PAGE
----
Wednesday, January 11, 2017
Thomas Cook, 54th Regiment, gets the King's pardon
In early 1775, the 54th Regiment of Foot sent 29 men to serve in America. These men were transferred to other regiments already on service in Boston, and to regiments about to embark for that place; with tensions building in America, the army saw the advantage of bringing the regiments there up to strength with experienced men rather than new recruits, so the 54th and other regiments in Ireland each contributed a share. Then they began recruiting to make up for the losses.
In May, a 24-year-old tobacconist named Thomas Cook from St. Mary's Parish, county Limerick, Ireland, joined the ranks of the 54th. Before the year was over, the 54th Regiment was ordered to America, and filled out its own ranks with equal portions of new recruits and experienced soldiers drafted from other regiments.
The 54th Regiment was part of the expedition that sailed in January 1776 to secure the southern colonies, which culminated in the failed attempt to take Charleston, South Carolina. The 54th and other regiments spend some time on shore encamped in hot, sandy coastal areas. In the summer they sailed north and joined the army on Staten Island, a verdant paradise compared to the places they'd recently been. After the campaign that drove American troops out of the New York area and into New Jersey, the 54th boarded ships once again and landed in December in Rhode Island, which would be their home for the next two and a half years.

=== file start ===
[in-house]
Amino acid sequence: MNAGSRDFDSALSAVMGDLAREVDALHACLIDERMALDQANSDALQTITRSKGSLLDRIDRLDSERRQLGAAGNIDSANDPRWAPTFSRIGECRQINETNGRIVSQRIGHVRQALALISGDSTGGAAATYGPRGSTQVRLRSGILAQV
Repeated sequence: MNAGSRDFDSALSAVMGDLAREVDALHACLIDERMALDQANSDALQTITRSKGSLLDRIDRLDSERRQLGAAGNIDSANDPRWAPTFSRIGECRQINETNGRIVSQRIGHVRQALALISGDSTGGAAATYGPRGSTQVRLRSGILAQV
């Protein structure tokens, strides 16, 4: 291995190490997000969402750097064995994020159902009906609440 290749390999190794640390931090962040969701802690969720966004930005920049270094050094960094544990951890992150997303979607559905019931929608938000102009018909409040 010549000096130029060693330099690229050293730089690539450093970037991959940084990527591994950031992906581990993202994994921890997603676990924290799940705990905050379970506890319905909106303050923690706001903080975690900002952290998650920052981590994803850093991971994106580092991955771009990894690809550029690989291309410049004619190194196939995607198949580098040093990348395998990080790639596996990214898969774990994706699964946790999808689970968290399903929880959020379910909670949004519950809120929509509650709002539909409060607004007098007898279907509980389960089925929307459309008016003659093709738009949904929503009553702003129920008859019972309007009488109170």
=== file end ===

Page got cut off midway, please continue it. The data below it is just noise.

The regiments in the Rhode Island garrison spend the winter quartered in buildings left vacant by inhabitants who had fled before the troops landed. In late spring, when roads were firm and ground was dry enough, encampments were established in the countryside. Rhode Island (the name for the island that today we call Aquidneck, or Newport) had points that were particularly close to the mainland; it was at those locations that redoubts were built for defense, and the encampments were usually within easy reach of these earthen fortifications. While encamped, the soldier's daily ration (served out not directly to individuals but to groups of five soldiers called messes) consisted of one and a half pounds of meat and a similar amount of bread each day. This diet was expected to be supplemented by vegetables purchased or foraged locally. The island's bountiful farms provided ample supplies, which British soldiers became quite proficient at obtaining both legally and illicitly. Thomas Cook may have become proficient at foraging. Or he may have decided he'd had enough of military service.
Late in the afternoon of 30 July 1777, Cook showed up at the advanced guard post on Common Fence Point, a neck of land at the northern tip of Rhode Island that juts eastward, creating a narrow but turbulent channel between the island and the mainland. The point itself was too close to the mainland to be safe, so the advanced sentries were posted well back from the shoreline, out of cannon shot from the mainland, with a number of arable fields and orchards between them and their opponents. Some distance behind the sentries was a redoubt where some fifty soldiers were posted. Cook asked a corporal of the advanced guard, who happened to be from his regiment, for some water, and the corporal noted that he was "seemingly a little in liquor." Cook wore a haversack, a canvas bag slung over his shoulder designed for carrying three or four days of rations on a march. He wandered away after getting his water.